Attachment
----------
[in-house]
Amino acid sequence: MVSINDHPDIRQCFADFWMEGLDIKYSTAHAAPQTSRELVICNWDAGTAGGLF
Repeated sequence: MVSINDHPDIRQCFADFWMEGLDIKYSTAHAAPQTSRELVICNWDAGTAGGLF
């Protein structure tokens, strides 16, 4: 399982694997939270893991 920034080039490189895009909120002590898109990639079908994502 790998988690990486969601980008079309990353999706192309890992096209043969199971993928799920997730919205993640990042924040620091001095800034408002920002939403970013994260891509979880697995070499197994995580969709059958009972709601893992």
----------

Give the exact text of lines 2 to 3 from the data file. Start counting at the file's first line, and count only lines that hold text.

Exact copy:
Amino acid sequence: MVSINDHPDIRQCFADFWMEGLDIKYSTAHAAPQTSRELVICNWDAGTAGGLF
Repeated sequence: MVSINDHPDIRQCFADFWMEGLDIKYSTAHAAPQTSRELVICNWDAGTAGGLF